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Discussion Starter · #1 ·
Purchased a holdover 2010 Scott CX Team last fall. I'm in it about $1000. I don't race, don't do group rides, just use it to put in long days and getting out in the country. It's a lot of fun albeit heavy, maybe 19 pounds? Twenty? My main focus is mountain biking and I've got a nice small highend collection - 20 pound 29er carbon HT 1x10, rigid SS 29er steel and a new 6" all-mountain carbon - and the pavement riding obviously does wonders for dirt riding.

Now I'm finding the CX bike is being used primarily as a road bike; the cross tires came off for some training road slicks, and the thought of selling it for a dedicated road bike is here. But I've read many "had a road bike, sold it for a cross bike" or "get a nice light road wheelset." My favorite gravel route is now paved, riding the CX on the easier mtb trails is no longer fun/the novelty has worn off (did several time trials over the months and my SS 29er is faster and safer) and I find the geometry and weight a pain in the butt for long steep climbs. For CX racing a 54 would've been ideal but I bought a 56 and it fits nicely. Looks like past road bikes save for the more upright stem and brakes.

Posting this to see if anyone else has gone through the motions. Needs vs wants, new bike-itis, etc. Sold the CX, got a road, regretted it, came back to CX, wasted time and money. Basically a CX is a slack "plush" road bike with different brakes, right? Should I just alter the riding position, slap on some light wheels/tires and call it good?
 

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Fat-tired Roadie
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IMHO, you're overworrying this.

I say this as someone who owns a massed start road bike, a road commuter and a 'cross bike. I like being able to keep them set up for their respective jobs.

Ultimately, the big-ticket items in terms of realizing the potential of a road bike are having it fit you correctly, having drop bars, and having road slicks in an appropriate size for what you're doing.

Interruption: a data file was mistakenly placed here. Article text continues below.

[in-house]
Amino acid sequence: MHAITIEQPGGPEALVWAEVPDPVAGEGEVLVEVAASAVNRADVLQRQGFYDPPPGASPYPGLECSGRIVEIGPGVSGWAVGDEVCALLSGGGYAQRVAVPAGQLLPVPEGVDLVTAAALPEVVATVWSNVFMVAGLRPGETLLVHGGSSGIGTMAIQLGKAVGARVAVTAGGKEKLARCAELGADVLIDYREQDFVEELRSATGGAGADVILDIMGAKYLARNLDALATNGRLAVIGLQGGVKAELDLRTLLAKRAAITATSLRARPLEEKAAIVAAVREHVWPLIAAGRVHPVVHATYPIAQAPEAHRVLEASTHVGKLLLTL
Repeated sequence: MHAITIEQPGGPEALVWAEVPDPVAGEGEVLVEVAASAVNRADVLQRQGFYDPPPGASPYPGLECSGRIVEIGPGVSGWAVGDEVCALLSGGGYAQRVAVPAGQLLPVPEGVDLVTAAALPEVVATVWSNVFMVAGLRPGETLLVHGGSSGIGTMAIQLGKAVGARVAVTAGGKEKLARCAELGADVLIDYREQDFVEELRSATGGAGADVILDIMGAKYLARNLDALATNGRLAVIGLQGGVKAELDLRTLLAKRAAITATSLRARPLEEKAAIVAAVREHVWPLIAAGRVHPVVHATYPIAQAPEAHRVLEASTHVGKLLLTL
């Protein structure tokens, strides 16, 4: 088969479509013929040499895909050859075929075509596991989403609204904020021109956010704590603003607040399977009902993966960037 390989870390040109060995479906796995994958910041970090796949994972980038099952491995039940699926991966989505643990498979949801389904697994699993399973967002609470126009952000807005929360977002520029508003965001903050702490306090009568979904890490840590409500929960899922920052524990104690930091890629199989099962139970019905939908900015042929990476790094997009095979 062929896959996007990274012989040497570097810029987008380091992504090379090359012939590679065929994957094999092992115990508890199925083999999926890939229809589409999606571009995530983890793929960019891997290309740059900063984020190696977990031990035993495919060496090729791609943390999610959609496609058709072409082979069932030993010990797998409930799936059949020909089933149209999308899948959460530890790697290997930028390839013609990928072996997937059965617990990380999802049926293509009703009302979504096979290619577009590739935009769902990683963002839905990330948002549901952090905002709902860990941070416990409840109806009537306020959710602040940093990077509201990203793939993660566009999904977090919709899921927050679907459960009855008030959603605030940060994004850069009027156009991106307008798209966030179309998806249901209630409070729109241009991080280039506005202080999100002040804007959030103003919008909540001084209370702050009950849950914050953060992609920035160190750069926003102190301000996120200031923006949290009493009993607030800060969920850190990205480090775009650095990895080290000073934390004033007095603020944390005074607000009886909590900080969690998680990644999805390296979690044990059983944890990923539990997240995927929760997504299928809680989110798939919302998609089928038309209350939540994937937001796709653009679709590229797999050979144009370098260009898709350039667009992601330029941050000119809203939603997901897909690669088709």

EDIT: Also, clipless pedals if you're interested in riding further or faster. I don't use them on my commuter, though.

There are some other setup differences you can make. But they're pretty major diminishing returns.

Set up the riding position to work for what you're doing with it. If that requires an 80mm or 140mm stem, you probably blew it on size and need to try again. Get some tires you like. I wouldn't bother with the wheels, but I realize that my threshold for bang for the buck to spend my money on something is higher than a lot of people's.

Since you already have slicks on the 'cross bike, you can also just go and test ride some road bikes and see if they're $1000 better. (Really, you're looking at $2000 bikes at retail to compete on the same terms with frame construction and spec.)

There are some other setup things that you might want to play with to make the bike work better on the road. If you're not happy with the brakes, talk to your mechanic about it. And it's not too hard to spin out a 46/11 gear on a descent, or even for a stronger sprinter in the flats.

Basically, I don't think a road bike will be enough better than your 'cross bike, set up well, for you to tell a difference. Let alone a $1000-$2000 difference. But it's not like you have to take my word for it.
 

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Discussion Starter · #3 ·
Great input, as usual!
Yes, over-thinking seems to be the MO here.

The bike fits great. Brakes work better than my Avid mechanicals on the SS rigid. Wheels are 2000 gram Alex Race Pro 28 (laugh typing those words in same sentence) and tires are near-400 gram Performance Forte Strada K at around 85psi.

Yep, even on-sale bikes at Performance with good spec will cost me $2000 at a minimum.

Thanks for the objectivity.
 

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Fat-tired Roadie
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I try not to be too much of an upgrade whore. But nice tires, whether on- or off-road, are one of my little indulgences. Continental GP4000s are my favorite. There are some other nice ones. Price vs. quality is pretty comparable to mountain bike tires. IME, some flat protection is indispensable, but I haven't found one system to be hugely worse than others I've tried. Forte Stradas are basically commute tires. Probably a fine service life, but you should notice a pretty significant difference in how something nicer rolls and grips.
 

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Discussion Starter · #5 ·
Well that was quick and easy. Just purchased a set of 25c GP4000S from PlanetCyclery.com at $87.90 shipped.
 

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Fat-tired Roadie
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LOL. I'll be curious to hear what you think.

Tire pressure for a road bike is by experimentation. There are some charts of weight vs. pressure that can give you some starting points. I use the lowest pressure that doesn't wallow or pinch flat. For me, that's 80 and 95 psi, front and rear, in 23mm tires. I use the same in 25s, but that's because I sometimes have laden panniers on that bike.
 

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Kilted Cyclist
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If weight and geometry are the issues and if you want to ride the bike on pave road only, I would sell it and buy a carbon Road bike.
 
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